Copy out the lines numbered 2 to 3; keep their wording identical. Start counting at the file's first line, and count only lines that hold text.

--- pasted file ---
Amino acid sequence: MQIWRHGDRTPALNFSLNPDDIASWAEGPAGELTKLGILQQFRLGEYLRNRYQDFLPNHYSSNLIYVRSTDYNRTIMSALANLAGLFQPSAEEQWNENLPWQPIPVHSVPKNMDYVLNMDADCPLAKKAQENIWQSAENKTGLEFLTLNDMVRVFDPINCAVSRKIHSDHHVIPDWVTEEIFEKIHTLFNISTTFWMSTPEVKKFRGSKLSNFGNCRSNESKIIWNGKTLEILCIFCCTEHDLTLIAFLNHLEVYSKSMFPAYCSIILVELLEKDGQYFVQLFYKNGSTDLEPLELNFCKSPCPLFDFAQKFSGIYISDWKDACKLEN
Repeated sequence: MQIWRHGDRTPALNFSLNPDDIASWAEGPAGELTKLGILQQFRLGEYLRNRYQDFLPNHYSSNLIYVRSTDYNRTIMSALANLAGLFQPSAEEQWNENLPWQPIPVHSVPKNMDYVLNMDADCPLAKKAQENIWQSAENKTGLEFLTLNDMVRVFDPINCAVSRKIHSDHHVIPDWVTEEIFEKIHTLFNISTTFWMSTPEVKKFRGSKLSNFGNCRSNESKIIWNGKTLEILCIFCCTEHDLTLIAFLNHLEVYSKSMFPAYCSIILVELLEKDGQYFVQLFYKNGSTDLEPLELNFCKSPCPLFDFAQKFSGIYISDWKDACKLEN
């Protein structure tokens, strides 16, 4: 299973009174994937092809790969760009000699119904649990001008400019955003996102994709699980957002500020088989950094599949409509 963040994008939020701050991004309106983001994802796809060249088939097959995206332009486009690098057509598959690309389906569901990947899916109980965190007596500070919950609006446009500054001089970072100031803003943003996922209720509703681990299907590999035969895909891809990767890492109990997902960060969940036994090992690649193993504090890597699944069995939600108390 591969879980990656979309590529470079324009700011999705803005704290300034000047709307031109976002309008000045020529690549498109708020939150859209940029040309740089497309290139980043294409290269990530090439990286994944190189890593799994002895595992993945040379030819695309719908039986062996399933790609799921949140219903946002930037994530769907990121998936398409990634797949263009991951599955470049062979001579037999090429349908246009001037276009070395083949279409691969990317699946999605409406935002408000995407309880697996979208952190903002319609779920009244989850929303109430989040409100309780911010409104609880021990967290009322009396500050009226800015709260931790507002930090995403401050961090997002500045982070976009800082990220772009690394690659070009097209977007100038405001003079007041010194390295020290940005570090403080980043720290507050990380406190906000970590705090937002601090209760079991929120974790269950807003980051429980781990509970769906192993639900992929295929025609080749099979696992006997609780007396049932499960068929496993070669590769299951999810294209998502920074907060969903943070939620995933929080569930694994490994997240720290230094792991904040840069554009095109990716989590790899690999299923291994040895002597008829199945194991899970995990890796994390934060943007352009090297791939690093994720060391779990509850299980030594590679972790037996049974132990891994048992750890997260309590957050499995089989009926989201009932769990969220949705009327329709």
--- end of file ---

Repeated sequence: MQIWRHGDRTPALNFSLNPDDIASWAEGPAGELTKLGILQQFRLGEYLRNRYQDFLPNHYSSNLIYVRSTDYNRTIMSALANLAGLFQPSAEEQWNENLPWQPIPVHSVPKNMDYVLNMDADCPLAKKAQENIWQSAENKTGLEFLTLNDMVRVFDPINCAVSRKIHSDHHVIPDWVTEEIFEKIHTLFNISTTFWMSTPEVKKFRGSKLSNFGNCRSNESKIIWNGKTLEILCIFCCTEHDLTLIAFLNHLEVYSKSMFPAYCSIILVELLEKDGQYFVQLFYKNGSTDLEPLELNFCKSPCPLFDFAQKFSGIYISDWKDACKLEN
């Protein structure tokens, strides 16, 4: 299973009174994937092809790969760009000699119904649990001008400019955003996102994709699980957002500020088989950094599949409509 963040994008939020701050991004309106983001994802796809060249088939097959995206332009486009690098057509598959690309389906569901990947899916109980965190007596500070919950609006446009500054001089970072100031803003943003996922209720509703681990299907590999035969895909891809990767890492109990997902960060969940036994090992690649193993504090890597699944069995939600108390 591969879980990656979309590529470079324009700011999705803005704290300034000047709307031109976002309008000045020529690549498109708020939150859209940029040309740089497309290139980043294409290269990530090439990286994944190189890593799994002895595992993945040379030819695309719908039986062996399933790609799921949140219903946002930037994530769907990121998936398409990634797949263009991951599955470049062979001579037999090429349908246009001037276009070395083949279409691969990317699946999605409406935002408000995407309880697996979208952190903002319609779920009244989850929303109430989040409100309780911010409104609880021990967290009322009396500050009226800015709260931790507002930090995403401050961090997002500045982070976009800082990220772009690394690659070009097209977007100038405001003079007041010194390295020290940005570090403080980043720290507050990380406190906000970590705090937002601090209760079991929120974790269950807003980051429980781990509970769906192993639900992929295929025609080749099979696992006997609780007396049932499960068929496993070669590769299951999810294209998502920074907060969903943070939620995933929080569930694994490994997240720290230094792991904040840069554009095109990716989590790899690999299923291994040895002597008829199945194991899970995990890796994390934060943007352009090297791939690093994720060391779990509850299980030594590679972790037996049974132990891994048992750890997260309590957050499995089989009926989201009932769990969220949705009327329709």